Thursday, May 24, 2012

Red Cross Service Spotlight: How Mental Health Workers Serve After Disasters

Written by Amy Yen, volunteer contributor

Thank you, Patsy, for your unique and critical service to the Red Cross!

Mental health response is an often overlooked yet vitally important part of the American Red Cross response following a disaster. In honor of National Mental Health Month this May, we talked to Patsy Guest, one of our disaster mental health workers here in the DFW area, about why mental health is such a concern.

Thirteen years ago, Patsy became a mental health volunteer with the Red Cross in Dallas after retiring from the Cedar Hill School District where she served as a counselor. During this time, she’s responded to everything from local apartment fires to large scale national disasters like 9/11 and Hurricane Katrina. Recently, she deployed to Lancaster and Forney after the April tornados destroyed and damaged hundreds of homes.

“I’m there to support the individual survivors of the disasters,” explains Patsy. “I’m there to identify not only the immediate needs these individuals might have, but also any needs they may have long-term.”

As a mental health professional, Patsy has been trained to identify signs of possible post-traumatic stress or other problems people may face. However, disaster mental health workers do not give therapy in the field. Instead, they make sure that someone follows up, making referrals and connecting people who have been in disasters with someone in their area who can help.

“I never leave an individual without knowing that individual is getting help, until I know they’ll be okay.” she says. “I also make sure they’re connected to all the resources they need.” Mental health workers also work closely with case workers to identify immediate needs, like clothing and food, or nurses if there are medical needs.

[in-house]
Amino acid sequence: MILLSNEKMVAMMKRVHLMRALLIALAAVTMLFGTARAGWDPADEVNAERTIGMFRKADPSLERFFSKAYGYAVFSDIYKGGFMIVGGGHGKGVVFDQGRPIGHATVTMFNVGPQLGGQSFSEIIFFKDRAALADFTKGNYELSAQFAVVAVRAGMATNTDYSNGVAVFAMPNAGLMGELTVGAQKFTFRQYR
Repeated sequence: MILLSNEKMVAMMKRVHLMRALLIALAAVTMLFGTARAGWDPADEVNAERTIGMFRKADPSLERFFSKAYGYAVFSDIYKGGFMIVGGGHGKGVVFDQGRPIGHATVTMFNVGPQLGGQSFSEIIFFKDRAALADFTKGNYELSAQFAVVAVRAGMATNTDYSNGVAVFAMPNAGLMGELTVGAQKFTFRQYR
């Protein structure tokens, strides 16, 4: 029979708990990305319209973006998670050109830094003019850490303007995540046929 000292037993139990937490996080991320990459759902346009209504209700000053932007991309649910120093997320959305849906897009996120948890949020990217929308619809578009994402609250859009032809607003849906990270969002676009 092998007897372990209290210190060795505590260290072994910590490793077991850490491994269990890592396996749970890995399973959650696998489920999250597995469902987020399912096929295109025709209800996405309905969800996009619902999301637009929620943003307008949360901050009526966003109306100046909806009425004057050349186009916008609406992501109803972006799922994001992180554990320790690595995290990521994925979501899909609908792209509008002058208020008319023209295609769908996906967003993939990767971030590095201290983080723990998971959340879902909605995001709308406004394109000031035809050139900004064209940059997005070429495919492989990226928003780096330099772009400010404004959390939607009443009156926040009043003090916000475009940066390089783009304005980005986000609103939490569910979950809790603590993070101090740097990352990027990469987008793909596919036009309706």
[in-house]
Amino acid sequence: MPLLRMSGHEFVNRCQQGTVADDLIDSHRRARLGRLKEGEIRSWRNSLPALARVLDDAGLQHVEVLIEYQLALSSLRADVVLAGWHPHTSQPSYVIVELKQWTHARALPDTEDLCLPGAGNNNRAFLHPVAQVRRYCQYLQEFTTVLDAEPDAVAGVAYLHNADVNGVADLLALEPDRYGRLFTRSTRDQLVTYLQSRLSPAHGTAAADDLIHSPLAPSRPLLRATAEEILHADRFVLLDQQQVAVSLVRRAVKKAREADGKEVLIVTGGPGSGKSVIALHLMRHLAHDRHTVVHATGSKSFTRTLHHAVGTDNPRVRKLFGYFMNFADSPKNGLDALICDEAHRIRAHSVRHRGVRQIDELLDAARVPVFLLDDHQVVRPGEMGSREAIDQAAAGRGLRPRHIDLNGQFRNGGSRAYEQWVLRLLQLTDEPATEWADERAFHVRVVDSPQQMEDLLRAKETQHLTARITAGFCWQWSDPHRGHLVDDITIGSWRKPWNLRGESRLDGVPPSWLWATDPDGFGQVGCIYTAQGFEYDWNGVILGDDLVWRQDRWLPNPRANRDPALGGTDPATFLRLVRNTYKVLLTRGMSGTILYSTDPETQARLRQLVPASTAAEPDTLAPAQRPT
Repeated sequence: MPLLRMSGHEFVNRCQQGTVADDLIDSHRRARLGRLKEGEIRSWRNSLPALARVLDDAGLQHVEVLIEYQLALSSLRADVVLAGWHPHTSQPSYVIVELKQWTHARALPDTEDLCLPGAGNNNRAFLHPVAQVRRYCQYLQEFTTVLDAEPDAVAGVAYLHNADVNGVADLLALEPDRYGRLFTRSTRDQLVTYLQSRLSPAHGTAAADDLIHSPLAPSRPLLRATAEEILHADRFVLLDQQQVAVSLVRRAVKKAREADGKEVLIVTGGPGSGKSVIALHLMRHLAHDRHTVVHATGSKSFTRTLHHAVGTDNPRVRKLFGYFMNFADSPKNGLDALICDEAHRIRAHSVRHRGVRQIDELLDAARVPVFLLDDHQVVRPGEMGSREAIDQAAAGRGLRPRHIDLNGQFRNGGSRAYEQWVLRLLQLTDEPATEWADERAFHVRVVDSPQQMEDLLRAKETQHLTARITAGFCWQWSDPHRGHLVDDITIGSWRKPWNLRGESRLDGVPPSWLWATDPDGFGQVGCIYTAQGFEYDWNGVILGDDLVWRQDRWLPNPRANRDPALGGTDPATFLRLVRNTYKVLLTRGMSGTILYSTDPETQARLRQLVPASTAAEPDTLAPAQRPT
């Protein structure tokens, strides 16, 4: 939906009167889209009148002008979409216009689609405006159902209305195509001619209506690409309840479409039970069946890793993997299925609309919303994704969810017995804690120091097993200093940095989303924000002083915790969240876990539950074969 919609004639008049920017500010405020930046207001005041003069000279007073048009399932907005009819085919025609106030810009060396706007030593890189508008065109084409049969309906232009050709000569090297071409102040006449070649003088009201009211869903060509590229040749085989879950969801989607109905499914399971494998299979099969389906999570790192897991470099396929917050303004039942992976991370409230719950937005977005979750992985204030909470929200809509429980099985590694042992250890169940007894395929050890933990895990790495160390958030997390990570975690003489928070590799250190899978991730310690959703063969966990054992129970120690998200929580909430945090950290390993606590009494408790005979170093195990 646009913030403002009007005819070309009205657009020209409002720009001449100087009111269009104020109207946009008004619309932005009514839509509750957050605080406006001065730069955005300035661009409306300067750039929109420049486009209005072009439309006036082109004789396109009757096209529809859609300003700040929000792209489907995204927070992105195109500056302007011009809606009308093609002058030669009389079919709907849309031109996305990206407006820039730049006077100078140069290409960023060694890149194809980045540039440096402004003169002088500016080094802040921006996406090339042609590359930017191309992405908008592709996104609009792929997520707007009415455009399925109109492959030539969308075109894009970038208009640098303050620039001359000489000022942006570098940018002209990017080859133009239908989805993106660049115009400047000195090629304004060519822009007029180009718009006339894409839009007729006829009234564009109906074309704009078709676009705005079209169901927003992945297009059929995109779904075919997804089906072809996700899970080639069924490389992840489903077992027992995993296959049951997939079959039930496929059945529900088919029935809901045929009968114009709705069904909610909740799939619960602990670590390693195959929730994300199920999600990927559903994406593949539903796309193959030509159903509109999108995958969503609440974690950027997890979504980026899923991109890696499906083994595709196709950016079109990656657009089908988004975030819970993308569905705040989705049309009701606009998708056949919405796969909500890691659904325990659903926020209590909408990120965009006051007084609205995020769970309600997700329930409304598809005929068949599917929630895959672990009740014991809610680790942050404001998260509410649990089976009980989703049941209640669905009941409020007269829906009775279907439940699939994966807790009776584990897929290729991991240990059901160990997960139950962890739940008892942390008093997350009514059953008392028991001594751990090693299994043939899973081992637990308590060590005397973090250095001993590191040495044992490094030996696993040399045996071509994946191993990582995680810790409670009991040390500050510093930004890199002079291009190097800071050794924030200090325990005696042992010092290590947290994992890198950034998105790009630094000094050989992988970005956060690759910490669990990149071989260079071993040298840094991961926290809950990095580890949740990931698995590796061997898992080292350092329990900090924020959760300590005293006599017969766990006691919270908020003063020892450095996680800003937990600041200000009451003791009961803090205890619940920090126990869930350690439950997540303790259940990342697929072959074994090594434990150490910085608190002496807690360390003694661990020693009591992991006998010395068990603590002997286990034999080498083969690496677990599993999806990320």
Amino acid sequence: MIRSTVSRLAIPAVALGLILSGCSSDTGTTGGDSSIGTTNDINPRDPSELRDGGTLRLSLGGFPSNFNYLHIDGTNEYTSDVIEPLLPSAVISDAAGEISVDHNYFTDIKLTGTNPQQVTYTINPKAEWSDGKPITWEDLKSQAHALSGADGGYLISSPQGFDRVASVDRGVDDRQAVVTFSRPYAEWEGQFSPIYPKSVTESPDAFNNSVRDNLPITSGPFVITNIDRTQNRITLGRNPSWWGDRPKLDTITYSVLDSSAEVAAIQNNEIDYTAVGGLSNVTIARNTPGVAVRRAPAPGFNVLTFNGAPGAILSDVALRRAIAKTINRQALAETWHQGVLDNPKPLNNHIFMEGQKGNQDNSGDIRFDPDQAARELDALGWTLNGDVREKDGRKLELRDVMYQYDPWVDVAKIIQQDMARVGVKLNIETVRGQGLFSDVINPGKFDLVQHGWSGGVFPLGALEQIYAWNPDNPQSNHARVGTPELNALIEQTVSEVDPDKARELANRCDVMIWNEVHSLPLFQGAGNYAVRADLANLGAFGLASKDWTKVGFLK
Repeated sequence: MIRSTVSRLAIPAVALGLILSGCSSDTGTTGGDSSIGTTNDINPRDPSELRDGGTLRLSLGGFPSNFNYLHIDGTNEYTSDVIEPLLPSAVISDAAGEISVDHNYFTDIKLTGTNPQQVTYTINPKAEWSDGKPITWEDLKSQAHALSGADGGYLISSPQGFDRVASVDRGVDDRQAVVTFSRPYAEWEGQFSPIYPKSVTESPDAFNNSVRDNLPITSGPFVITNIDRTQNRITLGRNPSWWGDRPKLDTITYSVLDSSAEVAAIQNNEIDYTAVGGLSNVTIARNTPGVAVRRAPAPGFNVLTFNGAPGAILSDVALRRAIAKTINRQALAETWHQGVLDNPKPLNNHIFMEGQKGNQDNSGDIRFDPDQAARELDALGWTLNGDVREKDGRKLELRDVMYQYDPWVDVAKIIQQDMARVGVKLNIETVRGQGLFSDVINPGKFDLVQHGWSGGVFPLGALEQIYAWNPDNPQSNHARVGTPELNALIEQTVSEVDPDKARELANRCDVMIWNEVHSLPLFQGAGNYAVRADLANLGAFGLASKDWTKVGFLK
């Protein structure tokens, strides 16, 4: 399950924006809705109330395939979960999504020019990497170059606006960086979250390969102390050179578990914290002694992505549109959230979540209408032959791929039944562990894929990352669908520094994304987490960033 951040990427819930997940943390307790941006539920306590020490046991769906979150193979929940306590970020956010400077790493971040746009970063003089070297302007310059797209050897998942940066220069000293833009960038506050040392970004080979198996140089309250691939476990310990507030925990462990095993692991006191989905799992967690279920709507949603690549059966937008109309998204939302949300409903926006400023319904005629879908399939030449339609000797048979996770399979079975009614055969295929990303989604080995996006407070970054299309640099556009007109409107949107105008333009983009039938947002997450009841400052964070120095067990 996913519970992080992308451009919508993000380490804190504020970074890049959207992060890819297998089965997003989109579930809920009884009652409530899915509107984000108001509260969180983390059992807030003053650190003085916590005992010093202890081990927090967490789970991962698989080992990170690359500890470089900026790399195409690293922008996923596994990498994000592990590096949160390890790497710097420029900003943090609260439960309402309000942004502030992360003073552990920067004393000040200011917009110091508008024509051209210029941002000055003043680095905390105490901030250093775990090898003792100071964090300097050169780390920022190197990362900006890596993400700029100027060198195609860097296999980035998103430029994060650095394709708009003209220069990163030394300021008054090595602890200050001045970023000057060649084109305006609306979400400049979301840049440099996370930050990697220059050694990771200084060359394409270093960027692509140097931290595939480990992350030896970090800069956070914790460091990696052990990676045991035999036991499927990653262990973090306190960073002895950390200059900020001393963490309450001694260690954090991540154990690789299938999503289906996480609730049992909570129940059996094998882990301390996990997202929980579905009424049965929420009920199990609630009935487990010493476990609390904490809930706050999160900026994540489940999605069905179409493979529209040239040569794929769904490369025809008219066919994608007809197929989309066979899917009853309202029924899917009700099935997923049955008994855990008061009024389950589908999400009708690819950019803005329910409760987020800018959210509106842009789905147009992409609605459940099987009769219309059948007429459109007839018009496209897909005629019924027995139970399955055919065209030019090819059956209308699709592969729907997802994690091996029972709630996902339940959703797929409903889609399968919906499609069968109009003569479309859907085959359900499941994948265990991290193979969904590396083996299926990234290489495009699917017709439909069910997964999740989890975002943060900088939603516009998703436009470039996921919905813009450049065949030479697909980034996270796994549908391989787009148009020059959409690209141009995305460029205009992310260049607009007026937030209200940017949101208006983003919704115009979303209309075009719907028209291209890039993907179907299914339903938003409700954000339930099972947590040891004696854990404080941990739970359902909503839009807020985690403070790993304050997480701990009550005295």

In addition, mental health workers work with first responders, like fire fighters or EMTs, to make sure they are coping with the stress of their jobs. “I let them know that we’re there,” Patsy says. “That they’re not alone. Just like the survivors, most of the time, they just want someone to listen.”

Patsy’s specialty is with children and she never ceases to be amazed by their resiliency in the face of disaster.

“More than once, I’ll talk to kids after their house has been destroyed and all their things are gone and they’ll say, ‘Our house is broken. But we’re going to fix it.’ Somehow they know, they’re going to be okay,” she says.

She experienced similar unexpected optimism in Lancaster after the recent tornados, finding that most people were able to bounce back quickly and move forward.

“There was this one lady whose house was pretty much destroyed and she said to me, ‘Well. I’m going to get a new kitchen.’ It was just great that she could find hope in the middle of everything,” said Patsy.

Psychological First Aid is a required training course for all mental health volunteers working in the field following disasters and Patsy says the training is incredibly important preparation for what to expect and how to deal with survivors and first responders.

Disaster mental health is a relatively new area for the Red Cross and, while it continues to grow, Patsy says there is definitely a shortage of qualified personnel. Mental health workers must be licensed by the state as licensed professional counselors (LPCs), and they usually work as social workers, counselors or psychologists. When there is a disaster, the Red Cross has a need for volunteers with this specific skill set.

Patsy says it’s worth the time. “When there’s a big disaster, everyone wants to be able to do something. This is your chance. It’s so gratifying to help.”

If you have a background in mental health and would like to help, contact Red Cross DFW for more information.

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